US 1704440 A
Description (OCR text may contain errors)
March 5, 1929. 'r. P.YLITTLE COLLAPSIBLE' HOLDING DEVICE Filed Oct. 31, 1924 Patented Mar. 5, 1929.
UNITED STATES PATENT oFFicE.
THOMAS P. LITTLE, OF CHICOPEE FALLS, MASSACHUSETTS, ASSIGNOB TO THE FISK RUBBER COMPANY, OF CHICOTEE FALLS, MASSACHUSETTS,A CORPORATION OF MASSACHUSETTS.
COLLAPSIBLE HOLDI-NG DEVICE.
Application filed October 31, 1924. Serial at. 746,928.
The invention relates to collapsible holding devices for bags or tubes employed in the building of pneumatic tire casings. The
bags or tubes are adaptedto be distended by fluid pressure in order to stretch the casing and hold the same expanded against the mold during vulcanization. In the past it has been the practice to build tires on a metal core, remove the core, and introduce in its stead an inflatable bag commonly called an air bag since the inflating medium is usually air. Since the air bag acts as a support for the tire during vulcanization, it has been discovered that the tire casing can be built. on it just as well as on a metal core, thus decreasing the cost of producing the tire casing.
The obj eet of this invention is to provide an improved contractible supporting and holding device for air bag formers, with means to position the sections so that the air bags can be put on and taken off the holding device without shifting any of the holding sections out of the plane of operative continuit A furt ier object is to provide a sectional holding device, all sections of which are mechanically operative in unison by a single operation. The holding. device may. be
readily and quickly collapsed to permit the.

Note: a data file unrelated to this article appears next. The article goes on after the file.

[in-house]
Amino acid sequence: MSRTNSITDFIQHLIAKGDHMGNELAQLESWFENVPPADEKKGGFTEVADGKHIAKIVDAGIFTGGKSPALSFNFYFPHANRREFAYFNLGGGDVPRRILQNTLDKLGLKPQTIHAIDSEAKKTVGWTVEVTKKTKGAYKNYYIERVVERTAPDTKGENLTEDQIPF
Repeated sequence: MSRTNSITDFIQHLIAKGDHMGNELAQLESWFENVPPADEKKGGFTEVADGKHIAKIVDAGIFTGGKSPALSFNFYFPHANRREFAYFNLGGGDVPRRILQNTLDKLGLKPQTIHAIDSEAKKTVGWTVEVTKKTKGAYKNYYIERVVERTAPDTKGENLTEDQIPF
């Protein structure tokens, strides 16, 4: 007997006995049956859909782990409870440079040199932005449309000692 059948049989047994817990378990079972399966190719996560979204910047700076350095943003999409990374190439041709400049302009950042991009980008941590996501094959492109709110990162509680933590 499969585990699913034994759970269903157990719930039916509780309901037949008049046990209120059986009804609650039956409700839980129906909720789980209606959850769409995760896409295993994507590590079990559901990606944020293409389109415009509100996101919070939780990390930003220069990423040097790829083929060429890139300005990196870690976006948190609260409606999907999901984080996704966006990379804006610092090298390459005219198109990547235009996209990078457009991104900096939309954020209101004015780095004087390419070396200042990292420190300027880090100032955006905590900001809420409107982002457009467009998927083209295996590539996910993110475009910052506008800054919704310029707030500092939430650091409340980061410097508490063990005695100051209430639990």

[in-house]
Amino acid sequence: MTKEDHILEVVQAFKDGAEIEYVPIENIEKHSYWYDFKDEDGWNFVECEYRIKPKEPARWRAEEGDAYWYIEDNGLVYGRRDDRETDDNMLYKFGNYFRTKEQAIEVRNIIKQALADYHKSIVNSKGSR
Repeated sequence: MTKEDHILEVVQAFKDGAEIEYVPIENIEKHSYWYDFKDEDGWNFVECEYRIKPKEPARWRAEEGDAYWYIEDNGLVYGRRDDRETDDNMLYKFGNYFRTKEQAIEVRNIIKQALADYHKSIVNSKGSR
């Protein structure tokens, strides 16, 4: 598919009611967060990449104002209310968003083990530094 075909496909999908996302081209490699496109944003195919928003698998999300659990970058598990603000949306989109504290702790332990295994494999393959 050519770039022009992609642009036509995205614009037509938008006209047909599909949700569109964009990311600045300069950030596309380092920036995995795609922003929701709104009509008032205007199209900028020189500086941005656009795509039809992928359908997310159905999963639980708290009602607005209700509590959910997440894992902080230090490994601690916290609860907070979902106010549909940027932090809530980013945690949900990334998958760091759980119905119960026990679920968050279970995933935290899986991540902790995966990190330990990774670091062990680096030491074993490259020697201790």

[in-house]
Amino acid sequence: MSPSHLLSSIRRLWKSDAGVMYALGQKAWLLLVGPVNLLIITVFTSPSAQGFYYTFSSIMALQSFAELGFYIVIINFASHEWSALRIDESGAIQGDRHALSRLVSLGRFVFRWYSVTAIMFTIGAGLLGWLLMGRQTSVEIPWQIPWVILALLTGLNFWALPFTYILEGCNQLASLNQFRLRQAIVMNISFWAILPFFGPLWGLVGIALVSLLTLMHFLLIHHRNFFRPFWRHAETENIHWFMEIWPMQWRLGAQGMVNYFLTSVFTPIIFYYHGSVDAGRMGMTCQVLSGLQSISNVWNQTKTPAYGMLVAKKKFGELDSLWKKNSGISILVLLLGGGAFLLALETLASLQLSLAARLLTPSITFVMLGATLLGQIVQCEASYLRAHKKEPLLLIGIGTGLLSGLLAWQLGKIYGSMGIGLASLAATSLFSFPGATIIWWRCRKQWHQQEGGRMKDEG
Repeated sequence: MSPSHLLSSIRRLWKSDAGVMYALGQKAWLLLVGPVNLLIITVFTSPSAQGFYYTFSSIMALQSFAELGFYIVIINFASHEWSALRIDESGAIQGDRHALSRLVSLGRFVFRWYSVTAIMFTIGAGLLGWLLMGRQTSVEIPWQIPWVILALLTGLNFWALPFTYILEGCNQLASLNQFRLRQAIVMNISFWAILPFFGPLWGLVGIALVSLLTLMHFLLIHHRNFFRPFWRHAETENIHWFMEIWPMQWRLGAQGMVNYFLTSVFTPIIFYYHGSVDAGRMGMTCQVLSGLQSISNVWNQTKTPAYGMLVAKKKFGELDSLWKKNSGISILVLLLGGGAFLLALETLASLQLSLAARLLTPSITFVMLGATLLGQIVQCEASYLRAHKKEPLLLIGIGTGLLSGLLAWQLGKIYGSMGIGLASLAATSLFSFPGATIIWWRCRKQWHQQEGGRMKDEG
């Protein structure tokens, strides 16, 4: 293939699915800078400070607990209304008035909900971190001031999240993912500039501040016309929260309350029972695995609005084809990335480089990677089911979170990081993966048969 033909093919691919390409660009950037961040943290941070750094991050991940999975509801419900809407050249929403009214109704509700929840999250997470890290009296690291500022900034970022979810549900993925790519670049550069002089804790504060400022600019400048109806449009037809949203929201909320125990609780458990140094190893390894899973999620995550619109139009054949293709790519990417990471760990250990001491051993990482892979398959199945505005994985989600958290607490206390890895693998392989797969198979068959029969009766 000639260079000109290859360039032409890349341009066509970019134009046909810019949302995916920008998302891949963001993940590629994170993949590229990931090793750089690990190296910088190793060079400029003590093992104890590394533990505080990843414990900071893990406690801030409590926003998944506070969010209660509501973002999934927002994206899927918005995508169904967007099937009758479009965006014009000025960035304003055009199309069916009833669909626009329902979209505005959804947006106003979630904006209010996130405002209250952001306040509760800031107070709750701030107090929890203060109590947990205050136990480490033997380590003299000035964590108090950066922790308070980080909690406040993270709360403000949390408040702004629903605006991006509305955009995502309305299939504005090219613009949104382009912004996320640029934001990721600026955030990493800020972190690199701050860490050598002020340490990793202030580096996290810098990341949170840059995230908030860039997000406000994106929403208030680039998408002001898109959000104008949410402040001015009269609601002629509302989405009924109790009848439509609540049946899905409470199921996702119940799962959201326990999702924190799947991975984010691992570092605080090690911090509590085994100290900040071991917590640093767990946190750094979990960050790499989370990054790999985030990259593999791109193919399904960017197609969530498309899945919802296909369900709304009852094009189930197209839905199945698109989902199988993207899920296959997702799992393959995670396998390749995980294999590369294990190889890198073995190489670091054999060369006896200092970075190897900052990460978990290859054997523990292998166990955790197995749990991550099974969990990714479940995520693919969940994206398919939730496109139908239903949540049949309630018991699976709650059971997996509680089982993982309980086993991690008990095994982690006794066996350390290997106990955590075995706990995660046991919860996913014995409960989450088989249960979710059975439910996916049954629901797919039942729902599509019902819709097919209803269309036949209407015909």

easy removal of the airbag and tire casing mounted thereon, and as readily and quickly restored to its operative form with another air bag in building position. This effects a saving of time and labor as compared with the use of holding devices of which the parts must be separately assembled and locked together by the employment of a considerable number of fastening devices, which require a corresponding use of time and labor in application and removal thereof.
lVith the above and other objects in view, the invention in the preferred form of details will be described in the following specification, reference being had particularly to the accompan ing drawings, in which Fig. 1 is a ront elevation of the collapsible holding device in expanded position, with a tire building form mounted thereon; Fig. 2 is a cross-sectional view through the collapsible holding device, taken on line 2-2 of Fig. 1, a portion of the supporting stand and other parts being shown in elevation;
Fig. 3 is a side elevation of the holding de vlce turned to tire finishingposition;
Fig. 1 is a front elevation of the collapsible holding device shown in Fig. 1, but with the sections in collapsed or nested osition, Will] certain parts broken away to s low the cam paths; I Fig. is a detail viewshowing the holdng sections in an intermediate position during the operation of collapsing them;
Fig. 6 is a detail view of the disk on which the holdingsections are supported and'slide;
Fig. 7 is a sectiontaken on line 7 7 of Fig.6;and r Fig. 8 is a sectiontaken on line 8 -8 of The collapsible holding device is supported on a shaft 10 fixed in a bracket 11 provlded with an arm 12. Said bracket is supported by a shaft 13 which is rotatably mounted in a standard 14. On the shaft 13 is mounted anarm 50 supporting a slidable weight 15. Theholdingsections 16, 17, 18. and 19 are supported from adisk 20whicli is mounted upon suitable bearings 21 and 22 on the shaft 10 so as to support the disk for rotation. Duringthe operationof collapsing and expanding theholding sectionsjthe disk is held stationaryby apin 23 which passes through a shoulder 24 of the disk and the shaft -10 on which the disk is mounted.